Wednesday, 22 January 2014
The book that keeps coming back to me
Eva never really wanted to be a mother; certainly not the mother of the unlovable boy who murdered seven of his fellow high school students, a cafeteria worker and a teacher who tried to befriend him. Now, two years later, it is time for her to come to terms with marriage, career, family, parenthood and Kevin's horrific rampage in a series of startlingly direct correspondences with her absent husband, Franklyn. Uneasy with the sacrifices and social demotion of motherhood from the start, Eva fears that her alarming dislike for her own son may be responsible for driving him so nihilistically off the rails.
I wasn't going to blog this today. I have a review lined up for tomorrow but this morning it hit me again, as it is sometimes want to do. Out of the blue, just like that. Sometimes you read a book, and it won't let go of you. You remember specific parts of it as if you had only read it yesterday because when you did read it, it made you gasp and your heart race and you couldn't put it down. We need to talk about Kevin did exactly that to me.
We chose it for our book group back in 2010 when it had just been released in paperback. You know what happens in the book before you read it, Kevin has a dysfunctional relationship with his mother and goes on to kill his fellow pupils at school one day. What you don't know, and this is the genius of Lionel Shriver as a writer, is a) why and b) how. Oh my goodness me, when you get to the how bit you can't stop turning the pages.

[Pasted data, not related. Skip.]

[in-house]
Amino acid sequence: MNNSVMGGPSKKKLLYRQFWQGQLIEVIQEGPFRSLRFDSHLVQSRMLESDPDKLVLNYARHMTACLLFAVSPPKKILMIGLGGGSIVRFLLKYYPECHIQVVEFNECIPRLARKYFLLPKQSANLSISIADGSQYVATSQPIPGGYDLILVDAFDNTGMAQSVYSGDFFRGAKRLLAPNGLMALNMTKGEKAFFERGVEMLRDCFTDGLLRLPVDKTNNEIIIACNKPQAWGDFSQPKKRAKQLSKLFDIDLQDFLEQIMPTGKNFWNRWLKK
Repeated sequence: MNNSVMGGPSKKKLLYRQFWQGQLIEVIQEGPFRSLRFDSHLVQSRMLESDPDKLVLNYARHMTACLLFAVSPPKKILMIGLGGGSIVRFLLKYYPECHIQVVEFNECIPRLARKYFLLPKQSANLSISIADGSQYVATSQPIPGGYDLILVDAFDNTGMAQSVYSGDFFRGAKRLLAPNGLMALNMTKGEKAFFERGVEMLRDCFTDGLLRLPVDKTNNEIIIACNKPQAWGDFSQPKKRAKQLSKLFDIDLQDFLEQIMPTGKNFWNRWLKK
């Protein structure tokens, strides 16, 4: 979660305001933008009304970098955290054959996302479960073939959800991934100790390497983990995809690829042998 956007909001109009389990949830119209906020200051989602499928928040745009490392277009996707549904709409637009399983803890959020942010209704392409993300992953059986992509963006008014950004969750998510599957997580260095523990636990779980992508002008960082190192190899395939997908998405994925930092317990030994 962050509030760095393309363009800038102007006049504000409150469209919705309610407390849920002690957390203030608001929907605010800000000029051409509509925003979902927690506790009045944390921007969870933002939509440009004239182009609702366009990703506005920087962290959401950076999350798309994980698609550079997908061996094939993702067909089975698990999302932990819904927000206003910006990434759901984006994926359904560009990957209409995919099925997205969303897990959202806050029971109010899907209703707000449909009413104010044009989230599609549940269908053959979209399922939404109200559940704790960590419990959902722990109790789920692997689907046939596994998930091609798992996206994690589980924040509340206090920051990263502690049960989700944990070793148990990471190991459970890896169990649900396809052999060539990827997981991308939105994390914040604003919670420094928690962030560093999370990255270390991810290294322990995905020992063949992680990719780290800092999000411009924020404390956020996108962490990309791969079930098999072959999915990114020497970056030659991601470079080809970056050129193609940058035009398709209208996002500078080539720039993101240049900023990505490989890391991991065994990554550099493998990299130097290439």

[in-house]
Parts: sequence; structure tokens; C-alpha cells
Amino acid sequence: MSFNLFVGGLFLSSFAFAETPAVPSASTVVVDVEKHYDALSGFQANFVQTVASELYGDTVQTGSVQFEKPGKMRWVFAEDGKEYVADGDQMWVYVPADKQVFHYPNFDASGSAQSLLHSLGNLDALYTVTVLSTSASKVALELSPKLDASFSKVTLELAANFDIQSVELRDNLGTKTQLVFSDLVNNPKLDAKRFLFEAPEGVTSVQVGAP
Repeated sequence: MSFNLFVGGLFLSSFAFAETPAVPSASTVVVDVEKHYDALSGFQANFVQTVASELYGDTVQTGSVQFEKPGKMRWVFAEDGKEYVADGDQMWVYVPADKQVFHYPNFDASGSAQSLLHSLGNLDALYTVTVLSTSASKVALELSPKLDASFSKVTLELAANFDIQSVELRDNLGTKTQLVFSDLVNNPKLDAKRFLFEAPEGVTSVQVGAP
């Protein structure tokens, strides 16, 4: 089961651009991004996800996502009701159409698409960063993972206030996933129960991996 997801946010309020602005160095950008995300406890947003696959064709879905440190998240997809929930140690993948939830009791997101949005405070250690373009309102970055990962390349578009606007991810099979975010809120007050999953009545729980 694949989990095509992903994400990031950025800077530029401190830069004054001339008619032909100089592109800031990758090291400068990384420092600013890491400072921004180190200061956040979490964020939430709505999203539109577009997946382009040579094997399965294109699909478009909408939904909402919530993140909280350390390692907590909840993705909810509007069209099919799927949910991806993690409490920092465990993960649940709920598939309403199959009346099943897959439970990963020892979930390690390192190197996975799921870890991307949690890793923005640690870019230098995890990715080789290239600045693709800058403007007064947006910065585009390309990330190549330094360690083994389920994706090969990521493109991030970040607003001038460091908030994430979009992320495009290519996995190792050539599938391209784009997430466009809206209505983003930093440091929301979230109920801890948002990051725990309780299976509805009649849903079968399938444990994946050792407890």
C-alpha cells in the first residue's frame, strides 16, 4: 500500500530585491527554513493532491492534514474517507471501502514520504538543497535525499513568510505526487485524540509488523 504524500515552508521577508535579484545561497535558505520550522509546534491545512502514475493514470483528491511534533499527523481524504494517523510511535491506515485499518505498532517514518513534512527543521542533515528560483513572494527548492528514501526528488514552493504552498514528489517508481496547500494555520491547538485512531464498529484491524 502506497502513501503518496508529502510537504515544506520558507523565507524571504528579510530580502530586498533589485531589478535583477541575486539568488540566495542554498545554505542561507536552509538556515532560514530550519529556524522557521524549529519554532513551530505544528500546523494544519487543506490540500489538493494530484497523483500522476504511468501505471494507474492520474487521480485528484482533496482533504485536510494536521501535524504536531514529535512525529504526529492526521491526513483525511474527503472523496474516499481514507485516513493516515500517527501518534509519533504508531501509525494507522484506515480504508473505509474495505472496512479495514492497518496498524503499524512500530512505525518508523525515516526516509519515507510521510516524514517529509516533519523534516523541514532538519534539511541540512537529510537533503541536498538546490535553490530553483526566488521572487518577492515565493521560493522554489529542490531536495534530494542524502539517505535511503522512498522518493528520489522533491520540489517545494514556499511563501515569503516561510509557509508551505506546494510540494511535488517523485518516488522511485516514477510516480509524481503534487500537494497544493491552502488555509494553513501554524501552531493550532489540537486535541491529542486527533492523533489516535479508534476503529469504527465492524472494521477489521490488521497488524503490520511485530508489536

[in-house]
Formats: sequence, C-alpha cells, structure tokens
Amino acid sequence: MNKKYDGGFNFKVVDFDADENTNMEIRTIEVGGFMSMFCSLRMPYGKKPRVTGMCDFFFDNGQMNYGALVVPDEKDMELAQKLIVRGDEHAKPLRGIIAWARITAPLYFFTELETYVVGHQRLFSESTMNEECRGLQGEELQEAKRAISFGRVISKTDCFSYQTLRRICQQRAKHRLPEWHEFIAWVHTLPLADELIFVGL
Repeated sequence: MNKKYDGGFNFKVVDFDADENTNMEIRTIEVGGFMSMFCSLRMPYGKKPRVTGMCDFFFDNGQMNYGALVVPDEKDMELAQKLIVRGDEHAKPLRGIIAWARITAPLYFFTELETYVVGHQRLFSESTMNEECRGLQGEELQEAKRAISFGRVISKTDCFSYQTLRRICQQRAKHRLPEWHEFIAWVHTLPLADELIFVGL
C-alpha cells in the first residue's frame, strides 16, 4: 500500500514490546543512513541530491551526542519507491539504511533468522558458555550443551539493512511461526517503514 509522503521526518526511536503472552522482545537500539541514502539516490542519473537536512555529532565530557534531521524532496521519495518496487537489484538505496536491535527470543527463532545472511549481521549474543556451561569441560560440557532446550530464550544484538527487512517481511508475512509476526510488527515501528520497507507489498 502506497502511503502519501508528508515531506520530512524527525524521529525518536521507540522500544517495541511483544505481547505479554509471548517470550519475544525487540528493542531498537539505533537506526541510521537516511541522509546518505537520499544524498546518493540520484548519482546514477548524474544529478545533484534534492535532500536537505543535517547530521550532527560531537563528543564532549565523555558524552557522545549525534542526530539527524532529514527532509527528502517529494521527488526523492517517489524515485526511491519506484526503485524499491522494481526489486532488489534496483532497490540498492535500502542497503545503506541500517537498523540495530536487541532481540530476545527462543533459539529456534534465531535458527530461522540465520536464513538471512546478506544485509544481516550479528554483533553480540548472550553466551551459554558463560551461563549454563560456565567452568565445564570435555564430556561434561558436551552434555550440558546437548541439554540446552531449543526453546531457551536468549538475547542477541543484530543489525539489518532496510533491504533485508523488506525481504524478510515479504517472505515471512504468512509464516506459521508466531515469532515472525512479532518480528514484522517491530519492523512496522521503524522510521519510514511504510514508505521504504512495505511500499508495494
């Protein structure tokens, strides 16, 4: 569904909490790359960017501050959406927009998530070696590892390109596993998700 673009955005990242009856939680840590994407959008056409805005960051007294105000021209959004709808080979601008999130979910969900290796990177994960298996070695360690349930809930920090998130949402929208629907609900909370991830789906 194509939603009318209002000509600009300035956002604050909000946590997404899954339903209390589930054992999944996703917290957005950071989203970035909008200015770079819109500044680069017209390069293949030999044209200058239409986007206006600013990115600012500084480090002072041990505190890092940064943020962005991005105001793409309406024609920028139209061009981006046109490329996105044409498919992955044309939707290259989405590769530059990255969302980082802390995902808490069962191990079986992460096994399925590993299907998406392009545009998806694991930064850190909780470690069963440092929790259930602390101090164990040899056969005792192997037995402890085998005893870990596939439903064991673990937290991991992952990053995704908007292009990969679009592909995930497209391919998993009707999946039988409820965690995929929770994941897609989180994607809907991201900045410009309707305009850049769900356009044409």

I'll readily admit, I found the start of the book hard-going. It's a series of letters from Eva to her husband, totally one-sided, for it doesn't show his replies, all about her relationship with Kevin from pre-conception to the present day. There were times when I didn't care about this moaning woman, but I persevered.
And this is what I tell everyone when I recommend this book, and I do recommend it a lot, it's hard work, and a bit self-centred to start with, but then suddenly you know what is about to happen, and forgive me but then BOOM it hits you like a ton of bricks and you stay up so late because you just have to keep turning the pages right up until the very last sentence because Shriver has you gripped.
It's not a 'nice' book, it's about your child murdering other children, and how you deal with that. But it's so fantastically well written you can't help but admire it. Oh, and don't think you can cheat by watching the film because that really won't do at all!
Miss Chapter x